This method also allows what was once called sidejacking: stealing tokens used to identify a user's browser during a session with a site, and then using that token elsewhere.
Scheme hijacking. A scheme is a way to identify a kind of Internet or other resource and pass some information to it in the form of a URL. For instance, the generic web scheme is "http" (as in http://); all iOS and OS X apps register schemes with the system to allow other apps to pass data or to open a "deep link" within the app.
However, Apple doesn't require unique schemes the way it does unique Bundle IDs. Any app can register any scheme with validation except for a handful of Apple-specific ones. There's also no way for an app to determine that it's passing a URL to the right app--it has to rely on the operating system.
The paper's authors found:
For a scheme not on the lists, it will be bound to the first app that registers it on OS X and the last on iOS.
The researchers were able to grab tokens bound for other apps in OS X, where this method is used infrequently, and iOS, where it's extremely common, and then sidejack sessions. One proof-of-concept they note was hijacking Facebook's scheme so that the Pinterest app requested a token, and the Facebook response with the Pinterest app's access token was then grabbed by the authors' malware.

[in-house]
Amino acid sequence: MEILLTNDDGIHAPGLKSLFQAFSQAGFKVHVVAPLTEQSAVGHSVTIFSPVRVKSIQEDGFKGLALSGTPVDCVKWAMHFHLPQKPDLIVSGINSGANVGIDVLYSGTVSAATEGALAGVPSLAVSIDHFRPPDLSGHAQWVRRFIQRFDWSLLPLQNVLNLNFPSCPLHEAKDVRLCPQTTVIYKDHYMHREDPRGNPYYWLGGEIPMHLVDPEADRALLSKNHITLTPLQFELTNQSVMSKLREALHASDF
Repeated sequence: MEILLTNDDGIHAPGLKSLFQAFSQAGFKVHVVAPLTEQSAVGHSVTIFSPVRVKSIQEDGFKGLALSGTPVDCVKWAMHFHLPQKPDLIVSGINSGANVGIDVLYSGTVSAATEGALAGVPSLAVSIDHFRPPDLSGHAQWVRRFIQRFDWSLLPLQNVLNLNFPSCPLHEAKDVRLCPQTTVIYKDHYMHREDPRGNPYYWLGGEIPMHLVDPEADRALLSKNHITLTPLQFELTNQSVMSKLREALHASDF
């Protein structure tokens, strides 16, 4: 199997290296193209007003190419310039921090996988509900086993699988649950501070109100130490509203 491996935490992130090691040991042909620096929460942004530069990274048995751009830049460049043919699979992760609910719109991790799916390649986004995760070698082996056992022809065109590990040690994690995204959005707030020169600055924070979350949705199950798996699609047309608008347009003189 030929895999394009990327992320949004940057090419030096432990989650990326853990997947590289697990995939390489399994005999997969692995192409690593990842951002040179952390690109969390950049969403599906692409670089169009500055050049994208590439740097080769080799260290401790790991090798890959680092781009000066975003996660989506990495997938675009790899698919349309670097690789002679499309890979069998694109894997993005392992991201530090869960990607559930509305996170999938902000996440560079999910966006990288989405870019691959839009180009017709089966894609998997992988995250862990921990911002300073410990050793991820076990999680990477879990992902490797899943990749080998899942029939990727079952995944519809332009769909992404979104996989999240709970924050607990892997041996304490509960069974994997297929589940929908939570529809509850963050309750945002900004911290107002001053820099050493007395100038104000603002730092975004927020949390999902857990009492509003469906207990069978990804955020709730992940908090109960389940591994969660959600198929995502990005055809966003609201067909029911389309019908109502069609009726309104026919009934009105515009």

App developers could determine that the wrong app had redirected a response back--the Pinterest app would know something went wrong--but that wouldn't stop the outbound hijacking that grabbed the token in the first.
Verify, then trust
The authors performed a variety of tests to determine how likely apps were to be vulnerable to these exploits and pulled down 1,612 free apps, representing up to the top 100 free apps in each major category. Of 198 that use the system keychain and should be susceptible, 18 out of 20 that they randomly selected they proved could be exploited. (Two Google apps are immune.)
For the scheme vulnerability, 982 Mac apps had the potential for this issue based on a code scan, and of 200 randomly selected for deeper analysis, 132 were found vulnerable.
Wang of Indiana University said that there's clearly more to be found in iOS, as their research remains some of the only to deeply examine cross-app issues. "If I were a hijacker, I'm just going to move my target to iOS," he said.
The short-term fix for these exploits is a combination of new recommendations and requirements to app developers, and additional procedures in the App Store review. "What the App Store can do is run something similar at least to identify--not malicious apps, but at least those vulnerable as targets," Wang said.
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